I’m right here, my love

The evening Deb died there was a spectacular sunset, and a cool breeze swept away the oppressive summer humidity that had added to the pressure of that week.  A line of thunderstorms had rushed through earlier, though we barely noticed. In its wake was a 15 degree temperature drop and a refreshingness that was palpable.

I sat on the bench that Deb and I made, in the yard that I have molded to my dad’s plans, looking at the house that Deb and I made into a home.  The days’ confusion is gone, thankfully.  It is a Sunday night.  No more coroners or medical supply people or pizza delivery persons; no more crying relatives and friends, all with the best intentions but also wrestling with and adding to the confusion.

Death is not an easy topic.  Dying is not something we like to discuss.  It is shrouded in sadness and pain, and mostly, fear.  And these are all appropriate, and necessary – for we all need to work through these issues, as we inevitably experience the death of loved one, and as we inevitably will experience our own death.

All of these emotions that we carry through the process of dying teach us something.  As I sit on the bench in the Evening’s Light, filtered through the trees, the cool breeze lifts up my spirit and carries me along with it.  I know, certainly, that this loss will hurt, it will hurt bad, and it will affect me in ways that I cannot even begin to fathom.  I know this will haunt my boys for the remainder of their days, and I know that so many special people, people that are so close to me and meant so much to Deb, I know they are hurting in ways that only they understand.

But there is a calm tonight, a calm that I cannot explain and that I certainly did not expect.  Perhaps it is because I am emotionally spent, spiritually carried through an adventure of epic proportions.  I am tired, exhausted, and completely hollow; I have nothing left.

But at this moment I do not need anything.  At this moment my boys are okay; they have constructed offerings and tributes to their mother that will forever touch my heart.  They are still kids and glimpses of still being kids as they play in the yard bring me strength.  And my sisters and I have said our prayers and constructed our own offering to Deb and her spirit; and it is good, the acknowledgement coming from the Spirit that flows through the cherry trees now, the wind that takes away our sadness, at least for this moment, the sound of only the leaves rustling and the sense that even though things change, it is all okay.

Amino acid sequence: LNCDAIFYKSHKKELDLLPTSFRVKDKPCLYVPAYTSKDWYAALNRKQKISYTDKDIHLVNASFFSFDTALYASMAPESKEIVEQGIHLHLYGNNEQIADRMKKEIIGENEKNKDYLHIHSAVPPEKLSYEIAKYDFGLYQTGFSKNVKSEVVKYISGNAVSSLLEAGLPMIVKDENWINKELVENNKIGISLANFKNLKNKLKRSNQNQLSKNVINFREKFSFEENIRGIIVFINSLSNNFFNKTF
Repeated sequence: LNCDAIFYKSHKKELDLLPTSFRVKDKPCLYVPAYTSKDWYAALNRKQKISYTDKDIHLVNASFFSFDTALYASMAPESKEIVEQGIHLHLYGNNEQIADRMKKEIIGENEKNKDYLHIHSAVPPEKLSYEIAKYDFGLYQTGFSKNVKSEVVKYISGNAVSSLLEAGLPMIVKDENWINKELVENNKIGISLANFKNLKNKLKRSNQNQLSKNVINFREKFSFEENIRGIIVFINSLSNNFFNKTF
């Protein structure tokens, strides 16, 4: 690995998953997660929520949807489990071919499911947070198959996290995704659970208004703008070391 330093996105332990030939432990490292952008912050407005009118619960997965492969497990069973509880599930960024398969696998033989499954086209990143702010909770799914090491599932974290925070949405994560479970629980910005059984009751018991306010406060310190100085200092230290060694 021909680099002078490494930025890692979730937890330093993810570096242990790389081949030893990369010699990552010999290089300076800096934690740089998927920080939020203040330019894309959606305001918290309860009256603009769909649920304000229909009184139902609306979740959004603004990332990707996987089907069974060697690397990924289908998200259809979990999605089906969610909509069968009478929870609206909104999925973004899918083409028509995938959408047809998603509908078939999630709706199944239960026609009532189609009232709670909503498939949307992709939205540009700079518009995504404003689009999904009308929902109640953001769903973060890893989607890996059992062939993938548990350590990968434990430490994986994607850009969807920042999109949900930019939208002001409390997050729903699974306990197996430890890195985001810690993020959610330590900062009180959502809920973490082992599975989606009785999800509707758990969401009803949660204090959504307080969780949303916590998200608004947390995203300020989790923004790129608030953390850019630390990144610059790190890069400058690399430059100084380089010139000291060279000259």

“If life was found to be agreeable, then so should death be. It comes from the hand of the same master.” – Michelangelo

redbud

I’M RIGHT HERE MY LOVE – written by Scott Miller, duet performed by Scott Miller and Patty Griffin

Can you hear me crying?
I’m right here, my love
The unknown is frightening
I’m right here, my love
Worlds far apart can’t separate us
And I can hear you crying
I’m right here, my love

Can you taste my kiss?
I’m right here, my love
I wish life was endless
I’m right here, my love
But living costs something and pay it we must
But I will keep your kiss
I’m right here, my love

Can you feel me tremble?
I’m right here, my love
Does it feel like you remember?
I’m right here my love
The future’s assured in the pulse of our blood
I can feel you tremble
I’m right here, my love

Can you sit closer?
I’m right here, my love
Now watch me pass over
I’m right here, my love
We did not give in and we did not give up
I’ll watch you cross over
I’m right here, my love

Can you hear me crying?
I’m right here, my love
Thunder and lightning
I’m right here, myl ove
Worlds far apart can’t separate us
And I can hear you crying

I’m right here, my love

Post Script – Jake and Trevor and I went downtown, by bus, in August, to Pamela’s, and to a baseball game, just like we planned.  And mom and mom’s hat went with us.  And the aroma of the world’s best pancakes and ballpark hot dogs and the laughter of children and the sound of life, beautiful life, floated on the summer breeze…

For A Christmas Dancer

“And can it be that in a world so full and busy the loss of one creature makes a void so wide and deep that nothing but the width and depth of eternity can fill it up?” — Charles Dickens

Picture 244

Well there is no way around this, there is only through it…Christmas…

Debbie loved Christmas.  She loved planning for it, would start before Halloween; she loved decorating and baking and shopping for it, getting the tree up and the house ready and getting the kids excited.  Debbie smiled all year, but at this time of year it took on an even brighter glow.

I can’t say I shared in Deb’s Christmas enthusiasm, certainly not starting in October, but by Christmas Eve, after getting home from work, usually a few hours earlier than normal and with a few days relief from duty on tap, I’d finally let the Christmas spirit in.  Although the house had been decorated for weeks, it often felt like I was seeing it for the first time on Christmas Eve – I’d actually have the time to appreciate the extra effort put in to the stockings hung with care above the fireplace, the smell of cookies and other goodies baking, the beautiful tree that took two days to decorate, each ornament carefully placed to let those who bought the special decorations know how much she appreciated it (and also to keep them from becoming Boo’s Christmas presents!), and to feel the love that Deb planted throughout the house.